Photo by Melody

PlantFiles: Cocoa Tree, Cacao
Theobroma cacao

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Family: Malvaceae (mal-VAY-see-ee) (Info)
Genus: Theobroma (thee-OH-broh-muh) (Info)
Species: cacao (kah-KAY-oh) (Info)

4 vendors have this plant for sale.

42 members have or want this plant for trade.

Category:
Edible Fruits and Nuts
Trees
Tropicals and Tender Perennials

Height:
15-20 ft. (4.7-6 m)
20-30 ft. (6-9 m)

Spacing:
12-15 ft. (3.6-4.7 m)

Hardiness:
USDA Zone 10b: to 1.7 C (35 F)
USDA Zone 11: above 4.5 C (40 F)

Sun Exposure:
Light Shade

Danger:
N/A

Bloom Color:
White/Near White
Cream/Tan

Bloom Time:
Blooms all year

Foliage:
Evergreen

Other details:
Average Water Needs; Water regularly; do not overwater

Soil pH requirements:
5.6 to 6.0 (acidic)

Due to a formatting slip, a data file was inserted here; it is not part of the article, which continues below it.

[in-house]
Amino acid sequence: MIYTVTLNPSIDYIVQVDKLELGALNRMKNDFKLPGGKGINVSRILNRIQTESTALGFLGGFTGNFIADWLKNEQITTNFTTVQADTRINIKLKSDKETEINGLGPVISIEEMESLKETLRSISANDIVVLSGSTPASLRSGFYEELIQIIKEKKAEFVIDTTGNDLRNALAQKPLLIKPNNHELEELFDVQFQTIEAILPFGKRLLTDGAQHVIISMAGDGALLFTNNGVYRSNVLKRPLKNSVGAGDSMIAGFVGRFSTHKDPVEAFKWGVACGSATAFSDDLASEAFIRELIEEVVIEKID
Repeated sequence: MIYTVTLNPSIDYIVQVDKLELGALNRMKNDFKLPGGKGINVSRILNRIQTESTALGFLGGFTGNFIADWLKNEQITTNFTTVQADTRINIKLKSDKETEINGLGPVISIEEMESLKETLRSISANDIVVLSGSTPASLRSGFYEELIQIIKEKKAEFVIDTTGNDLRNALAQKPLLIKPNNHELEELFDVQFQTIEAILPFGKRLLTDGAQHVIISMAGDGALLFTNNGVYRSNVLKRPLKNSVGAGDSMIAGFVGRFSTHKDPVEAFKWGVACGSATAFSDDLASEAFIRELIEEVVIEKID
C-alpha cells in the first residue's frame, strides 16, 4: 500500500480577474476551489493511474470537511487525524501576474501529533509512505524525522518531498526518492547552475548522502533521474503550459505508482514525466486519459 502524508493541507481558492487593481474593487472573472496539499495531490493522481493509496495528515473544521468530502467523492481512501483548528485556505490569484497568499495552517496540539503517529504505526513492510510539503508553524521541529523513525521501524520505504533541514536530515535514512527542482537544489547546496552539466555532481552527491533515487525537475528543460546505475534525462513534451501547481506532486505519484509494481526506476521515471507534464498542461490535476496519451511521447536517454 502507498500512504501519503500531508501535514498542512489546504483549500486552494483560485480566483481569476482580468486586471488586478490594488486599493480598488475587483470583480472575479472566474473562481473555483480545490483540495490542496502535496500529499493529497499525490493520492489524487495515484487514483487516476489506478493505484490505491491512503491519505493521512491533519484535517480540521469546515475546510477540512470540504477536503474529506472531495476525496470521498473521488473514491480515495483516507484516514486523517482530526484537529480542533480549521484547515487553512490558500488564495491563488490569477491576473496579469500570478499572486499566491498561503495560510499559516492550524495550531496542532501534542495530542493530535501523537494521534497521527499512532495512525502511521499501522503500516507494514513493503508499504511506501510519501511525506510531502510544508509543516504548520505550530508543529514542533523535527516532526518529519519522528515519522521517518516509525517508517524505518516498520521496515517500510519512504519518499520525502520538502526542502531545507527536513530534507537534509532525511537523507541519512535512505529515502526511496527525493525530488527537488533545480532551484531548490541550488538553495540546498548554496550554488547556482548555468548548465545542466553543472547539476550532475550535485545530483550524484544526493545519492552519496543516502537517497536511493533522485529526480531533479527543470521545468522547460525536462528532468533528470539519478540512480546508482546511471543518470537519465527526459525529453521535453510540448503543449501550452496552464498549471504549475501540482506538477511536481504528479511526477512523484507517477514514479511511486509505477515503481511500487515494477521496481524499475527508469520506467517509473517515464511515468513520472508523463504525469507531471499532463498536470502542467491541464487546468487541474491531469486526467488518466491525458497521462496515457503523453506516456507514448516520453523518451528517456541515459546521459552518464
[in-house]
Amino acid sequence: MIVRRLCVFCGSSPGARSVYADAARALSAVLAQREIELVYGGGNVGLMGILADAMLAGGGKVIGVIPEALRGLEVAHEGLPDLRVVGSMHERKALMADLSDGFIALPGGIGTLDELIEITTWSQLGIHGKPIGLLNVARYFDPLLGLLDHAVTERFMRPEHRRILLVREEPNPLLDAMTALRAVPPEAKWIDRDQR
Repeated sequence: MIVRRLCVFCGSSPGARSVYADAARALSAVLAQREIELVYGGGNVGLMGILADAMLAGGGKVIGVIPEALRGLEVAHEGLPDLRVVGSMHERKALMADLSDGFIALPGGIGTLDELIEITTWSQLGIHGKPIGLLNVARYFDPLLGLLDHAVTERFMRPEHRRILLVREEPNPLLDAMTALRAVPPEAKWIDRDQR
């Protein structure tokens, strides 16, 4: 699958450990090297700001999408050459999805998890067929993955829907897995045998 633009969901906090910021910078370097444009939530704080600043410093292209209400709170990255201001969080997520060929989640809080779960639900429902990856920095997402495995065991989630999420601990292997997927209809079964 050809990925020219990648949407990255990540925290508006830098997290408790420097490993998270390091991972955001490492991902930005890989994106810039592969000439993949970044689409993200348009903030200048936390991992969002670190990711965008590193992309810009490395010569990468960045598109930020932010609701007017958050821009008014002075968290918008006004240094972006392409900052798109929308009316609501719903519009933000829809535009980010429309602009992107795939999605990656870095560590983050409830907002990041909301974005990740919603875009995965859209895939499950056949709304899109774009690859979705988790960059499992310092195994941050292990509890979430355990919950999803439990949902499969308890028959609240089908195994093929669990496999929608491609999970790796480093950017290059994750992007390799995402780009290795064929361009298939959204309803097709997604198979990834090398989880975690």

6.1 to 6.5 (mildly acidic)
6.6 to 7.5 (neutral)

Patent Information:
Non-patented

Propagation Methods:
From seed; germinate in a damp paper towel

Seed Collecting:
Seed does not store well; sow as soon as possible

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By Monocromatico
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By Mitjo
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There are a total of 51 photos.
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Profile:

9 positives
5 neutrals
No negatives

Gardeners' Notes:

RatingAuthorContent
Positive hemantpandya88 On Jan 25, 2013, hemantpandya88 from Udaipur
India wrote:

Hi dave, my name is hemant pandya and i am from india....i wanted some theobroma cacao seeds.....so that i can also grow some of its plants....and i searched everywhere for its seeds but i couldn't succeed.........but when i visited your blog i got some hope that may be i can get some seeds from you....so i wanted to know that if there is any possibility for you to send me some of these seeds.... I'll be really thankfull.....please tell me if you can provide the seeds or not so that i can give u my address........